Whanganui DHB Monday 13 August 2012, 3:59PM
Media release from Whanganui DHB
Whanganui District Health Board (WDHB) residents with intellectual
disabilities have a new tool at their disposal - a nationally
designed Health Passport designed to help nursing and medical staff
understand their care and support needs.
WDHB public health, community & rural nurse manager Lucy
Dunlop believes the purple and white passport can make a
significant difference to people who sometimes find it difficult to
remember, or relay, their personal and medical information to
"When any one of us is sick or attending appointments, it's always
easy to forget the detail required by clinicians and this can
become particularly difficult for those with intellectual
disabilities," Mrs Dunlop says.
"The passport could change that. With the help of their family
members or carers, the owner will complete the various sections
within the distinctive purple A4 passport and bring it to
The passport was developed following the hospital death of a
young, disabled woman who had experienced many difficulties when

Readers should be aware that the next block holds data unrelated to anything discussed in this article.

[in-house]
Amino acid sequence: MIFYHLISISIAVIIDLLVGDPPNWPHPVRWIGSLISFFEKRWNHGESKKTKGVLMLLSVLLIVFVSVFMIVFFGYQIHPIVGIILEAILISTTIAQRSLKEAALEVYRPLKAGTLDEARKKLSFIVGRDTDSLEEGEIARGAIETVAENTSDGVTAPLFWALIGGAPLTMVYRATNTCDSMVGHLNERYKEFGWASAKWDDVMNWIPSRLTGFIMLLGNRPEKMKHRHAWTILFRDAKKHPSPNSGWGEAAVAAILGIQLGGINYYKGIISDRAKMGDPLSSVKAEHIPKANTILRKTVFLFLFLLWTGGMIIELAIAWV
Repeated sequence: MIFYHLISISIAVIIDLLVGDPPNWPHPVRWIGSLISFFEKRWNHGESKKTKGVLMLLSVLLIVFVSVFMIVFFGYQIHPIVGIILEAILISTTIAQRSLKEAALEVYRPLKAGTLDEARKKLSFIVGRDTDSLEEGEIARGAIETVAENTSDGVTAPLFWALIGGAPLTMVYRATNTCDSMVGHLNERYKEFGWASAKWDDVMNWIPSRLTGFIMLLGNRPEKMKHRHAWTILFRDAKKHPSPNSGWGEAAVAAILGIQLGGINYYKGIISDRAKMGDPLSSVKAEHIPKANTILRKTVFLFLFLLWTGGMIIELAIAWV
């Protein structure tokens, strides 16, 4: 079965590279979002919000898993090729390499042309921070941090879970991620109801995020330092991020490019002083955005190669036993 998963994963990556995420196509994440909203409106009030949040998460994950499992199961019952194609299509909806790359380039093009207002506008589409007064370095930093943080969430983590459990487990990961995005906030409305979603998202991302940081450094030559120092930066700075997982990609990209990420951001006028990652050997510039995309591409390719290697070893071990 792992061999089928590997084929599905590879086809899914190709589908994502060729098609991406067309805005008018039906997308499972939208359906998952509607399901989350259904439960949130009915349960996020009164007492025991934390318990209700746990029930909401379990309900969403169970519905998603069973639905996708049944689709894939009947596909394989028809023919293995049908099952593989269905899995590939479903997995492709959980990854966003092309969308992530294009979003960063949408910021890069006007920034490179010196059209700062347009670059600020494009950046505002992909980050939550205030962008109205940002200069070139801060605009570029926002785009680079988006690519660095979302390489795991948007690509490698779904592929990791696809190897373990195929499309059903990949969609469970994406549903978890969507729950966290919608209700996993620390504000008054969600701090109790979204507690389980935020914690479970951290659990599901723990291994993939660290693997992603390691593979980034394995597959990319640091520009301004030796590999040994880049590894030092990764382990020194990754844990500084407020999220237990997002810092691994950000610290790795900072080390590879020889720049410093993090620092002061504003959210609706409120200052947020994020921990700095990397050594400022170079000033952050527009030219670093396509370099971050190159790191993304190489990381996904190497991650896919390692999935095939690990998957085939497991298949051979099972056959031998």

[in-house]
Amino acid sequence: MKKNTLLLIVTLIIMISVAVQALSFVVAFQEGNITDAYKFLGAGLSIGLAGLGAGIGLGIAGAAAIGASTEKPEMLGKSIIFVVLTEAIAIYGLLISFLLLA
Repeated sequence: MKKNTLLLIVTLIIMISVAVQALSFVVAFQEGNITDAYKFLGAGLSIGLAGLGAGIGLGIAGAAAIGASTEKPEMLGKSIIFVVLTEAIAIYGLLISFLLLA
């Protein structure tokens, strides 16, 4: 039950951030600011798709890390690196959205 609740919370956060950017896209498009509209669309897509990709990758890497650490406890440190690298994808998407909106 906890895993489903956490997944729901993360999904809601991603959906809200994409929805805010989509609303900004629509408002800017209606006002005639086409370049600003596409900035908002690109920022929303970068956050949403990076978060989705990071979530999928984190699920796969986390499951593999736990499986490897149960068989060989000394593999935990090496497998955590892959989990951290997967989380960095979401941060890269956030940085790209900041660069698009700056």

admitted to an undisclosed New Zealand hospital that was unable to
meet the needs specific to her disability.
Convinced that her daughter may not have died had a document like
the Health Passport been available to hospital staff, the woman's
mother has pushed hard for hospitals nationwide to make them
available to prevent similar tragedies happening again.
The original Health Passport document was prepared by the
Wandsworth Community Learning Disability Team (WCLDT) in London
then modified by New Zealand's Office of the Health and Disability
Commissioner (HDC) in partnership with other agencies.
"There was an enthusiastic response from community agency staff
working with people with disabilities when a meeting was held at
Wanganui Hospital last month," Mrs Dunlop says.
The WDHB's next step is to introduce the Health Passport next
week, at a staff meeting to be attended by Elizabeth Finn from the
Health and Disability Commission.